West Midlands football arrests drop after new police approach
The link between falling arrests and lower profile policing at football matches cannot be a coincidence.
That is the strong view of West Midlands Police's specialist football unit which was founded in 2009.
A crackdown on hooligans through better intelligence and lengthy banning orders for offenders has made life difficult for those intent on causing ugly scenes around the beautiful game.
So much so, that in England and Wales last season, just over half of matches were deemed such a low risk there was no need for a police presence at all.
Instead security was left in the capable hands of well trained match stewards.Low key presence
Insp Howard Lewis-Jones says the intelligence gathered by his West Midlands team has successfully identified the core hooligan element in the region and, by working with other forces, has largely shut them out of the game.
He admitted it was time police attitudes changed towards the vast majority of law-abiding fans.
"We recognised that our style of policing football matches had to change with the times," Insp Lewis-Jones said.
"Previously it was geared around thinking 'we're expecting trouble at the football therefore we need to have police resources there to deal with that'."
Dedicated officers are attached to the regions six biggest clubs - Aston Villa, Birmingham City, Coventry City, Walsall, West Bromwich Albion and Wolverhampton Wanderers.
PC Tim Gant goes to all of Birmingham's matches, "spotting" for known hooligans.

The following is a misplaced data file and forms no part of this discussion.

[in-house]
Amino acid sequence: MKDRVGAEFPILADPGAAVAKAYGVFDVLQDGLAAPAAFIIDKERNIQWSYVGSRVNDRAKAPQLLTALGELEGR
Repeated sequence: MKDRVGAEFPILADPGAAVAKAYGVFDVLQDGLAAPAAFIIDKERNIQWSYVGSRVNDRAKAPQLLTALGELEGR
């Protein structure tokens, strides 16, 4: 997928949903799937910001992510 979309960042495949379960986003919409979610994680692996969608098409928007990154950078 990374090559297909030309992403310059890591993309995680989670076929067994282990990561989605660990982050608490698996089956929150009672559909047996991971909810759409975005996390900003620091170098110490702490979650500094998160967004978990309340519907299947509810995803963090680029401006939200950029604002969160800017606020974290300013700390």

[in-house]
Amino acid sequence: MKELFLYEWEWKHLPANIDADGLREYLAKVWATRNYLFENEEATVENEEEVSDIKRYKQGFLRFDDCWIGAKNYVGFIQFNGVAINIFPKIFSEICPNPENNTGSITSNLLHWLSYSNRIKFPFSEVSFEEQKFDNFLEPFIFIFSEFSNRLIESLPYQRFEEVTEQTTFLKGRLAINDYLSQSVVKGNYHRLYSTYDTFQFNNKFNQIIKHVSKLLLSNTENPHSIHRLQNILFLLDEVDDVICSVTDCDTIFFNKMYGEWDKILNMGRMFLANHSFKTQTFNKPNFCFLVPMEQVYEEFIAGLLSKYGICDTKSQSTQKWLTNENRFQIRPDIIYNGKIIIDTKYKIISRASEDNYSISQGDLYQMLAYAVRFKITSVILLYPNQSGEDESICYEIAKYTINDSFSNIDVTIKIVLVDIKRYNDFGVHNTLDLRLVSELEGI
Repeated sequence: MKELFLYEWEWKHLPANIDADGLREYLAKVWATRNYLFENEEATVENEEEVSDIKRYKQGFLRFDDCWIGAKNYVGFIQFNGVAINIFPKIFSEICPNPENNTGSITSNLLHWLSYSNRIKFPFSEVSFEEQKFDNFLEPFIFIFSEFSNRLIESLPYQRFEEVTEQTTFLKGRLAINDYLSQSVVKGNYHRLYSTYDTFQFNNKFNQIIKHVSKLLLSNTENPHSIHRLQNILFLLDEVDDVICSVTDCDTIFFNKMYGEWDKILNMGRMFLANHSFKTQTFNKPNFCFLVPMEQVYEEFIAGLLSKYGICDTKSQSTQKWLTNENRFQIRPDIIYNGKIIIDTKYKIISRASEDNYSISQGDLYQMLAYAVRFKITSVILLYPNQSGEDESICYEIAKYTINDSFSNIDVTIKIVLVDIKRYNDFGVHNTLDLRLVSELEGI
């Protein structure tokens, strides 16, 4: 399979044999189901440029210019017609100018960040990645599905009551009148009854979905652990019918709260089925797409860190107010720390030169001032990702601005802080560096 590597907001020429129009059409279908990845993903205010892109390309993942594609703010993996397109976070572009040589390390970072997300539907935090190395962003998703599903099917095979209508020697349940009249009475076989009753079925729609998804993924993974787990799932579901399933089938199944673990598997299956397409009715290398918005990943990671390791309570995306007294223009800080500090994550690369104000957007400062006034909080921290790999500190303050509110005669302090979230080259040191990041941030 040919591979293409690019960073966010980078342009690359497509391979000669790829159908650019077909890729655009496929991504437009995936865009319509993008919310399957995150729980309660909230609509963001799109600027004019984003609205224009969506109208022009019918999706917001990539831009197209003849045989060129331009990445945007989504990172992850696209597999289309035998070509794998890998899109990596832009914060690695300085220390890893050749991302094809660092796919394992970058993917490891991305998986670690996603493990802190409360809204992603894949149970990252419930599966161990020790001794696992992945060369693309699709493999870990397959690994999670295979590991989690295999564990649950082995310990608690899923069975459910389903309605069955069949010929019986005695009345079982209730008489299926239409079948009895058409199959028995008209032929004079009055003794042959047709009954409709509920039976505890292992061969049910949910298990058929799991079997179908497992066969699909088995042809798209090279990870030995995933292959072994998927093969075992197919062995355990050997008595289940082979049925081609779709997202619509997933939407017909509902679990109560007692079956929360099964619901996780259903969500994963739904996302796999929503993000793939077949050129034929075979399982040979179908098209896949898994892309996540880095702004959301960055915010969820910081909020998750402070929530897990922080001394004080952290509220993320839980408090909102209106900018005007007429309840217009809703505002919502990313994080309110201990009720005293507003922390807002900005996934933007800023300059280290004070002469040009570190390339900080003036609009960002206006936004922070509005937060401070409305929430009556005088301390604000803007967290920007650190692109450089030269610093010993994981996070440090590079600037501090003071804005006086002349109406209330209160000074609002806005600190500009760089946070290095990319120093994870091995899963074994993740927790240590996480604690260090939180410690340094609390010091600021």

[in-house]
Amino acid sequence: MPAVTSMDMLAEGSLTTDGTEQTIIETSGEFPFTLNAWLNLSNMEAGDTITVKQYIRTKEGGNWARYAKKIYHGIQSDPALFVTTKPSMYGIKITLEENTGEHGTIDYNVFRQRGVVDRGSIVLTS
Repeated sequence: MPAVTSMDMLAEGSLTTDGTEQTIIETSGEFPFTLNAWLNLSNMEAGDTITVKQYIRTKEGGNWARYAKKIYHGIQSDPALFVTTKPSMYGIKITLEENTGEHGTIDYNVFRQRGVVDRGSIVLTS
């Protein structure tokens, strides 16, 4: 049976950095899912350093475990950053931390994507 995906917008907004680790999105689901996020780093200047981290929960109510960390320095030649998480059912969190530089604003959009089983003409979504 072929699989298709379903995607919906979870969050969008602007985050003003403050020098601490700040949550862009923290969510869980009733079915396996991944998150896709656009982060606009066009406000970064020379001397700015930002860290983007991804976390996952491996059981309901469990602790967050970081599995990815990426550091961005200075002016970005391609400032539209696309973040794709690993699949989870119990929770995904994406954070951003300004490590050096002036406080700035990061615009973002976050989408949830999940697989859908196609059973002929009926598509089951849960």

These days he spends much more time giving friendly advice to regular fans and in return he often gets useful information to feed back to his team.
"It's a tiny percentage of fans who cause trouble nowadays and we want to isolate those," Mr Gant said.
"It's the massive percentage of decent supporters who we want to engage with.
"They'll come up and tell us everything, which is what we want."'Joking with fans'
Only 25 officers were deployed to St Andrews for Birmingham City's Championship fixture against Bolton Wanderers on Tuesday. They were briefed to keep things low key and friendly.
Insp Lewis-Jones said he would have sent more than 100 officers to low-risk fixtures in previous years
The new rules of engagement were trialled last season and led to a 30% drop in the arrest rate, three times the national average.
In all, some 250 people were detained from a combined season's attendance of more than two million between the six clubs.
Fans and club officials seem to like the new approach.
Linda Goodwin, from the Birmingham City FC Supporters Club, has watched her beloved Blues for 40 years.
"We used to get herded around by the police, and felt we'd be in for it if we so much as stepped off the kerb getting to and from the ground.
"Things have become more relaxed though and the officers you meet are quite helpful and prepared to have a joke with you."